A Four-Part Revising Project
Mark Marini (Muggsie)
Purpose: To help teachers aide students in the writing process.
Goal: Through reflecting and experiencing the revision/peer editing process, teachers will be better able to help their students edit their own work, as well as others.
Instructions: (instructions are given as the presenter as this lesson would be broken up by the teachers)
- Teachers will bring an essay to class
- As every teacher is demonstrating what it is like to be an exemplary student, all teachers will be prepared.
- Teachers will take out a piece of paper and title it: Revised Thoughts
- For a period of time, teachers will write their thoughts on the revision process and peer editing. Focusing on:
- Practices in their classes
- Effectiveness of peer editing and revision
- Helpfulness to students who experience peer editing
- A discussion will be held on teachers thoughts and expectations for peer editing.
- This paper will be visited throughout the presentation.
- Revision #1: Teacher Made
- In this model, a teacher creates a document (essay), which could surround a current topic in class, or a topic that students have suggested, which needs editing.
- If done at the beginning of the year, classes could create the editing process as well as standards for class edits which could be posted or created into a booklet.
- The Dos and Donts of commentary will be passed out
- This gives teachers a basis for creating rules around criticism
- Teachers will be given a teacher made example, which they will edit. As they edit, they should consider:
- What are the steps they go through?
- What do you find effective?
- Ho do you edit?
- For a brief period, teachers will reflect on how they edited papers, in short: what did they find?
- Revision #2: The Middle Revision
- In this model, teachers will step back from a piece already created to take out the various parts (intro, thesis, supports, conclusion) of an essay, or they will create an essay. After having the various parts, teachers will have a period of time to discuss their writing with other teachers to see how it could be improved. This will be rushed, creating an intense and needy atmosphere.
- Two ways: (vote)
#1: Teachers have prewritten piece
#2: Problem-solving think-sheet
1. Break your piece apart a. How do you introduce? b. What is your thesis? c. What are your supports? d. First support? e. Second support? f. Third support? g. Others support? h. How do you conclude? i. What is your conclusion?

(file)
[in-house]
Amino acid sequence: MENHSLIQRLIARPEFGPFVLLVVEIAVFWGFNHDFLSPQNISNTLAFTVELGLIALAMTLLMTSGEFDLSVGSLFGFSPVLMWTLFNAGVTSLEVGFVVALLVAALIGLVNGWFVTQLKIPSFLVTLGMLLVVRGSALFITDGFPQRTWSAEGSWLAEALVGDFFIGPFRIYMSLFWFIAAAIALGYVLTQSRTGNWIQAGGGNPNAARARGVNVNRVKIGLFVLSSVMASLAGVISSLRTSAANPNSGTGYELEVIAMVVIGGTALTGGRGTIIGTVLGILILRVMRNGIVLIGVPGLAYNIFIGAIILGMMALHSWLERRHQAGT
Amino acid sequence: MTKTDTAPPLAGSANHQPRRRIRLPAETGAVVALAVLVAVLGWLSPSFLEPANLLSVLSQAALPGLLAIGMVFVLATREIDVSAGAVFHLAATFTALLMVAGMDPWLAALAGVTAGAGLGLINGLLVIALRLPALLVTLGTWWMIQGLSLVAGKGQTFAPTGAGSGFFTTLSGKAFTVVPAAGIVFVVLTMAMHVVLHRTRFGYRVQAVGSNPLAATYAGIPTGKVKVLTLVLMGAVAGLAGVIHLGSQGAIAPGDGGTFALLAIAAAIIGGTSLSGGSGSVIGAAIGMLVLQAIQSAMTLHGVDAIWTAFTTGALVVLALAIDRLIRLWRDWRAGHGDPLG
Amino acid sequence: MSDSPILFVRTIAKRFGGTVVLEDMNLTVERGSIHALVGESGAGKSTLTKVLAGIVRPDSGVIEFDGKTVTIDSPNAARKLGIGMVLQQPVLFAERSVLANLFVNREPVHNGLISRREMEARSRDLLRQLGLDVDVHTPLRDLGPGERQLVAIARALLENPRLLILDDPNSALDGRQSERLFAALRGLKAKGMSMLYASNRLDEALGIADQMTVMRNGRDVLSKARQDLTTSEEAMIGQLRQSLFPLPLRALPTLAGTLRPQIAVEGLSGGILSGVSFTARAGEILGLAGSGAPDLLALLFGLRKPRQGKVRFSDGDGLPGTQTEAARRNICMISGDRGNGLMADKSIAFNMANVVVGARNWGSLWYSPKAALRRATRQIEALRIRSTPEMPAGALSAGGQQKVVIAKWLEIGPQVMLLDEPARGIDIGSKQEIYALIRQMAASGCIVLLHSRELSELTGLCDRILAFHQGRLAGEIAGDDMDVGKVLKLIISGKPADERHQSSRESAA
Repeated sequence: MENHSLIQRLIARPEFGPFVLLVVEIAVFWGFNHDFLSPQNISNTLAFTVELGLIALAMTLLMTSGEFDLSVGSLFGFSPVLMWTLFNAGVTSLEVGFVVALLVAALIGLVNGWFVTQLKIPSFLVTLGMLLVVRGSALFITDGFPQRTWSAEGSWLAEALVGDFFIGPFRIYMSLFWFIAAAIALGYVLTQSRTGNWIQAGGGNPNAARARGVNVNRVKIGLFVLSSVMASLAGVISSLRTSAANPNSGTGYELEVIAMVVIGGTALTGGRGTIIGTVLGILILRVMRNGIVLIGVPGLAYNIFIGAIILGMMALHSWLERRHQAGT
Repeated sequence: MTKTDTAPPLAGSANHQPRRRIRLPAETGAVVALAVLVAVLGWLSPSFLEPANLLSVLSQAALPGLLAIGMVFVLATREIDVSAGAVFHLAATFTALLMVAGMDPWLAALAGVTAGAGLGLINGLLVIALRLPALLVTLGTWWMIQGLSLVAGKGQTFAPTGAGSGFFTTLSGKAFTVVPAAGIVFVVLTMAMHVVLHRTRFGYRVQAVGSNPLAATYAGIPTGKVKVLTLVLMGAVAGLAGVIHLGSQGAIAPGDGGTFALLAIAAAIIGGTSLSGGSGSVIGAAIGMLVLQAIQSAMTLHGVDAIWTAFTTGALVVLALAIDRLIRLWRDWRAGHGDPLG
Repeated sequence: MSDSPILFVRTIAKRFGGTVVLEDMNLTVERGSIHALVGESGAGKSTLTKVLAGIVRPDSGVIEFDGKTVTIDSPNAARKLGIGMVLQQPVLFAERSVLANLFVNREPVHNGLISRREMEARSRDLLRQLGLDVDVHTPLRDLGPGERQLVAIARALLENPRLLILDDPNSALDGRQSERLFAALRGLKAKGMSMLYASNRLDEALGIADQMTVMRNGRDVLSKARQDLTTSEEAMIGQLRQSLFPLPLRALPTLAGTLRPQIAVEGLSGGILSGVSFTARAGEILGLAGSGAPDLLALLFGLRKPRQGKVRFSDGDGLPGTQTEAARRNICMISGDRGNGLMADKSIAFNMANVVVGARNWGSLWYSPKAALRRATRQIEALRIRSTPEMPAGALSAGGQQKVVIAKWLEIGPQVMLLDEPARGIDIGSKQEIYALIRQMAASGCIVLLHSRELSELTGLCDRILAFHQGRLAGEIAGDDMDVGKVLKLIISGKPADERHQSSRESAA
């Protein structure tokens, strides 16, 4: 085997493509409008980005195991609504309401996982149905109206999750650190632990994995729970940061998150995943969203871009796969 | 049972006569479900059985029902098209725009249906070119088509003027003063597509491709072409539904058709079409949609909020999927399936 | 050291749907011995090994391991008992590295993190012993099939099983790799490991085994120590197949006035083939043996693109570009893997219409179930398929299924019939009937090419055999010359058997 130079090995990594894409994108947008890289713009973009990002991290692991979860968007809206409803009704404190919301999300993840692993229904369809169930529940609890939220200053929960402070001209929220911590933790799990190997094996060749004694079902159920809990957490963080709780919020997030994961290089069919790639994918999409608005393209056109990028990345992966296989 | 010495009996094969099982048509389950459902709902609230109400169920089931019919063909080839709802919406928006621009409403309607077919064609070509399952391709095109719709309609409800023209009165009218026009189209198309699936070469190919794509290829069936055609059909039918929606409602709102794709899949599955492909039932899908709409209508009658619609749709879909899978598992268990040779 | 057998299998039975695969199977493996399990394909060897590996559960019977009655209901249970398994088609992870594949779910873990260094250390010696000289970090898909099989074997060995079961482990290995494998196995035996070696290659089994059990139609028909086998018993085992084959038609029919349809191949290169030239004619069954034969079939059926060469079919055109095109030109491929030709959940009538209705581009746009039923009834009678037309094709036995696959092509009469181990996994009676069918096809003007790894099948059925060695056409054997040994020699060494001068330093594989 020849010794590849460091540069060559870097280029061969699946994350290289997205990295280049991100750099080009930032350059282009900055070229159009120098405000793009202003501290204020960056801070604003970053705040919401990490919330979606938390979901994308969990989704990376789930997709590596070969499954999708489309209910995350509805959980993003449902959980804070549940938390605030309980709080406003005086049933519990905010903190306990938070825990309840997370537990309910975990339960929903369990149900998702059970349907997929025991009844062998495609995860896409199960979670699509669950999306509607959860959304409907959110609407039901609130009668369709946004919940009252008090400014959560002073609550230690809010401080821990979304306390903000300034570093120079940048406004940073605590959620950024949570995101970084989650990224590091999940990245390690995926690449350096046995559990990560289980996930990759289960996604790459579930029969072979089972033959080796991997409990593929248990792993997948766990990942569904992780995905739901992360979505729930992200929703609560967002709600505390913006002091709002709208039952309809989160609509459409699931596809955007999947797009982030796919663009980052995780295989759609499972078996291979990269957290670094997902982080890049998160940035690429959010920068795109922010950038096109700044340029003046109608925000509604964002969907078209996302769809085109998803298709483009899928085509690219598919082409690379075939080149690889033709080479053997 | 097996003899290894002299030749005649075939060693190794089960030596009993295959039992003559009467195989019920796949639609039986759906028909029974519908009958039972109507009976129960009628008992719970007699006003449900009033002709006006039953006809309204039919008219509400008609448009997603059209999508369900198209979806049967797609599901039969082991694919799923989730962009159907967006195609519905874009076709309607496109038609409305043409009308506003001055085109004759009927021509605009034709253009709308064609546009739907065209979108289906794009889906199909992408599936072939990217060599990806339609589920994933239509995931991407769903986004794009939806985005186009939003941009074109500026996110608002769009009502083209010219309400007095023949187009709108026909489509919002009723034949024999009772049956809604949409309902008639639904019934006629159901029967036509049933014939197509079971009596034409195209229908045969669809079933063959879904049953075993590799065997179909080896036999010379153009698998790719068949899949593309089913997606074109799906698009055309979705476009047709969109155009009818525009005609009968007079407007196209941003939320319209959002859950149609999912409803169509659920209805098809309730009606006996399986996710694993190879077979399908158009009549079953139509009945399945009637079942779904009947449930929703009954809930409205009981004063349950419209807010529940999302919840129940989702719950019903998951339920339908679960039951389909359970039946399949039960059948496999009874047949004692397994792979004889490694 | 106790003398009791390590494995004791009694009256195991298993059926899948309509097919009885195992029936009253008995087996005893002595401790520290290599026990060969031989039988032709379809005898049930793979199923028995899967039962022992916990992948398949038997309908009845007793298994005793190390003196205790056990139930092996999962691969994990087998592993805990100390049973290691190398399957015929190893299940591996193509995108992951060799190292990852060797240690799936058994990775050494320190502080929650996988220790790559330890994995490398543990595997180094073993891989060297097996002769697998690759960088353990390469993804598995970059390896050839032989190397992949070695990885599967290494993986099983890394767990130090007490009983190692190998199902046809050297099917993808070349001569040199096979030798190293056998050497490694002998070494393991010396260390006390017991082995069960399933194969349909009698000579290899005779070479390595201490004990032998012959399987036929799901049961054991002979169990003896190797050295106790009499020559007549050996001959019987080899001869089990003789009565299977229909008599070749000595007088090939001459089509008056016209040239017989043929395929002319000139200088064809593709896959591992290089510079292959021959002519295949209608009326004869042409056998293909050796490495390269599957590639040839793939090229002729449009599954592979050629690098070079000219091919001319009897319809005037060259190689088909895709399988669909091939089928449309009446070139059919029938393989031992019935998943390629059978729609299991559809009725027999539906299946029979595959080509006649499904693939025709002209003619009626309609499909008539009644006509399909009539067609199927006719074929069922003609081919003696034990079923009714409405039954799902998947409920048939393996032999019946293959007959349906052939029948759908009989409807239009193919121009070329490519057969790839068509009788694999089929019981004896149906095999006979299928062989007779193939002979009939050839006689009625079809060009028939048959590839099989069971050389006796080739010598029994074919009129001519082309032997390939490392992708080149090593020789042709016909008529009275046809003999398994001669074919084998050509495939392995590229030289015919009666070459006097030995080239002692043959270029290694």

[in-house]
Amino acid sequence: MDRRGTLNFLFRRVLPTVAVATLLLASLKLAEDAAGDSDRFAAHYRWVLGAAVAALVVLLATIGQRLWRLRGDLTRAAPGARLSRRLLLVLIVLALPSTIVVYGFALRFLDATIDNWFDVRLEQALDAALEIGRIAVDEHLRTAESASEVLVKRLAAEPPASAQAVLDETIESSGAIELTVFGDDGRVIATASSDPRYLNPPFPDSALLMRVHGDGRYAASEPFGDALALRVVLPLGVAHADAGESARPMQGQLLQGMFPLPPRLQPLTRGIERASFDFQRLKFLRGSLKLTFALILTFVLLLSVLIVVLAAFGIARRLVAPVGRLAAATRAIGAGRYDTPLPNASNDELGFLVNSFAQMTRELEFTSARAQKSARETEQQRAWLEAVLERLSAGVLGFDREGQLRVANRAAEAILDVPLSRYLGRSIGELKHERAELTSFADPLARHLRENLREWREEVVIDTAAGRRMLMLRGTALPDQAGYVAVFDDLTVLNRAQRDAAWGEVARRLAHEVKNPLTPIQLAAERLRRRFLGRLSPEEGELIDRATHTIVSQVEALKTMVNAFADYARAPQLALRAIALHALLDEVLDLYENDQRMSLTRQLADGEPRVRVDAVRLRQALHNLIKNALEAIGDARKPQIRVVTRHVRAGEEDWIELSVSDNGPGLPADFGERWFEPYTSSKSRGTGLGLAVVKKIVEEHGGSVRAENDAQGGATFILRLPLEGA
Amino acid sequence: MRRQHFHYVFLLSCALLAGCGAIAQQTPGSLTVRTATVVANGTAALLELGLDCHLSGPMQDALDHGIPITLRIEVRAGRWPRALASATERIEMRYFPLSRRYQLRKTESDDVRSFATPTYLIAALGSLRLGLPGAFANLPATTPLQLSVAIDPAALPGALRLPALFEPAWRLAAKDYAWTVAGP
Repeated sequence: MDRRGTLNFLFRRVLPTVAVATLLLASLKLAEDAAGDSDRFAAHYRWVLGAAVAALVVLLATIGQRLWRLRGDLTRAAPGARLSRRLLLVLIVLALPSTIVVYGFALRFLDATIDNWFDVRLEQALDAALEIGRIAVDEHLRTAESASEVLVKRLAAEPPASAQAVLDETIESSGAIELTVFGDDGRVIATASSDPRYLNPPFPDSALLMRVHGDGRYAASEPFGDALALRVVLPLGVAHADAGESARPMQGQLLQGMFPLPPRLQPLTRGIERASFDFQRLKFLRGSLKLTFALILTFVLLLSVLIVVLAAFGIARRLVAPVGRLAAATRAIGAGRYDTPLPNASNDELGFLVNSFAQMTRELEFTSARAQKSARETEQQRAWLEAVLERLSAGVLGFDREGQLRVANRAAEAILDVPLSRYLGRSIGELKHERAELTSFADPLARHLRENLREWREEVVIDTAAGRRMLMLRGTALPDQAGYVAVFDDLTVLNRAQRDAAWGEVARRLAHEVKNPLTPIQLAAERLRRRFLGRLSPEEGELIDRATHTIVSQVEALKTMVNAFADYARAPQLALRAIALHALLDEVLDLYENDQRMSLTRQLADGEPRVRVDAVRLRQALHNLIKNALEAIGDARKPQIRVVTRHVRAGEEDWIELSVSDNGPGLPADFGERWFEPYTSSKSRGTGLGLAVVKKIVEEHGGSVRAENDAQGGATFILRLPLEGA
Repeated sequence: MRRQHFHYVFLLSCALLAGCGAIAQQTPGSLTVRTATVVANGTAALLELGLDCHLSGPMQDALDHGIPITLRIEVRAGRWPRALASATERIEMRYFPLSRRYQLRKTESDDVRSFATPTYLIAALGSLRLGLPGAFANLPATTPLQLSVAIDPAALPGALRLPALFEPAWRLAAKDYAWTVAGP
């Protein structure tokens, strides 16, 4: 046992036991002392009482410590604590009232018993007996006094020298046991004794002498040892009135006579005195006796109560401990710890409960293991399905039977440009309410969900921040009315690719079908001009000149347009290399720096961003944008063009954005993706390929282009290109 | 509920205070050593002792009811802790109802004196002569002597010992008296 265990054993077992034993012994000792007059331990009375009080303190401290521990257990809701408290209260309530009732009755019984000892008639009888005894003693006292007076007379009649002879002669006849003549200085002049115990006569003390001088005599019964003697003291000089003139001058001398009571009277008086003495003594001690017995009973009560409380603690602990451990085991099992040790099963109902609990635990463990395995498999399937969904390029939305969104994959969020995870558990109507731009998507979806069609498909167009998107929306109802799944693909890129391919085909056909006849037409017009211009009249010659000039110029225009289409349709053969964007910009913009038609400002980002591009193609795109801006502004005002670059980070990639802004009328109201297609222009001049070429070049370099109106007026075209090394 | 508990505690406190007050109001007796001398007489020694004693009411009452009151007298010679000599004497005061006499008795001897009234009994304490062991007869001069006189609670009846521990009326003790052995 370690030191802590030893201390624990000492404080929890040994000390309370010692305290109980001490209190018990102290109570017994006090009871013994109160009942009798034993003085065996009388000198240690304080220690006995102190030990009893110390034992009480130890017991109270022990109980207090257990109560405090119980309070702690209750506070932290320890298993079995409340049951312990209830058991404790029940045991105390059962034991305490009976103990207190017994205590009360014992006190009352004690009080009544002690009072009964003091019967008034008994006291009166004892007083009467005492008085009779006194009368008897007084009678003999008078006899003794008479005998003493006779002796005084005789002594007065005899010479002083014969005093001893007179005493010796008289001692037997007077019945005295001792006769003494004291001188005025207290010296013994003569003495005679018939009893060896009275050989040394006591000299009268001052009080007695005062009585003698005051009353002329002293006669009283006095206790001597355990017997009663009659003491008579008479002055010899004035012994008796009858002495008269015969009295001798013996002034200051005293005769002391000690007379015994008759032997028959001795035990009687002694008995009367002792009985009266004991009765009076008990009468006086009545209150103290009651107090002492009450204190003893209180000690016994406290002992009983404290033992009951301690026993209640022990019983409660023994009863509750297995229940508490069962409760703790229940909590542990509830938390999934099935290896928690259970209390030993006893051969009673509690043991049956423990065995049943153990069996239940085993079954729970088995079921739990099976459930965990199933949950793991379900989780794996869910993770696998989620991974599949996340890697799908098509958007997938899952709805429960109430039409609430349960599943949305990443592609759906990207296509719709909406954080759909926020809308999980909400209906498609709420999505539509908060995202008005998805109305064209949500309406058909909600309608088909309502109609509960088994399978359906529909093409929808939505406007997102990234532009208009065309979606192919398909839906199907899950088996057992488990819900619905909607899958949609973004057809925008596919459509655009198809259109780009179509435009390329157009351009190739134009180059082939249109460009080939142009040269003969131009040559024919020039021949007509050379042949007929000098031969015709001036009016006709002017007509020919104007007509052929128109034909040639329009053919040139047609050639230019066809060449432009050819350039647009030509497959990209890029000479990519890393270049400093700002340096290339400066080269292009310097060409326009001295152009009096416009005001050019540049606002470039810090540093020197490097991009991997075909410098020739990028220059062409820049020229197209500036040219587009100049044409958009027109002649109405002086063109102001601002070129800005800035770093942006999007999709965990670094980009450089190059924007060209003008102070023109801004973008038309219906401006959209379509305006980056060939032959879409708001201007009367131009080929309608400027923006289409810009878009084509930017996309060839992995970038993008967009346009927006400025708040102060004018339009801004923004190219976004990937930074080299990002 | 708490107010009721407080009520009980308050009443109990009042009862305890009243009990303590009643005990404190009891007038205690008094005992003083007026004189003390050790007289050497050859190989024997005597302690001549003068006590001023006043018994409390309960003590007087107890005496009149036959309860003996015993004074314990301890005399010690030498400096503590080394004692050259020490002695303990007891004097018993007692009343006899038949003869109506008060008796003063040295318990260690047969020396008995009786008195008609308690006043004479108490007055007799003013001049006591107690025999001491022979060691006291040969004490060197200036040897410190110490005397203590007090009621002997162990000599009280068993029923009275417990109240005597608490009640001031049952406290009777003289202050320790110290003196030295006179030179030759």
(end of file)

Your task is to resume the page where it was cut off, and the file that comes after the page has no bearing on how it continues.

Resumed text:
1. Brainstorm problems you have faced 2. Pick one problem that you could write about 3. Either complete parts in column 1 or fill out Problem-solving think-sheet
- Teachers will pair up with a partner
- Discuss your ideas with your partner. You only have 5 minutes to share with this person (each of you only have 2.5 minutes) make your time count.
- Give ideas and supports to your partner. Let them know where you have questions. Let them know ideas you have to support their ideas.
- Repeat this three times.
- Think about how this worked in revising.
- Revision #3: The Sentence Opening Sheet
- This is an idea stolen from Robert B. Cahill and Herbert J. Hrebic out of Stack the Deck: A step-by-step procedure for writing (www.stackthedeck.com). There is a whole series of the program from elementary to high school and it is wonderful and easy to use. Attached are the directions for use. They can be modified to what you need. In short, by having students look at the beginning of a sentence, the verb used, the number of words and one other aspect of writing on which you are focusing, a lot of improvement can occur.
- Teachers will go through their essay with the sentence-opening sheet.
- Teachers will reflect on:
- how effective was the sheet?
- what did they learn?
- how would they change it?
- Revision #4: Guideline Editing
- Often when students are given the task of peer editing, they approach it with mild enthusiasm. The question may arise: Why cant we just say good, and be done with it. By having specific guidelines, students HAVE to comment on various aspects of a peers writing. There is no choice. Also, by having the guidelines, this gives students the freedom from being blamed for criticizing another students work since the teacher has ordered them to fill out the sheet, therefore: THEY MUST DO IT. By giving them the guidelines, they know what to comment on and feel free to do so.
- Teachers will be given several examples of various guidelines and will choose one to use on a peer's paper. If time, they will be allowed to do two papers.
- Teachers will be given time to read over their paper titled Revised Thoughts and add one last paragraph to it.
- If time allows, discuss findings.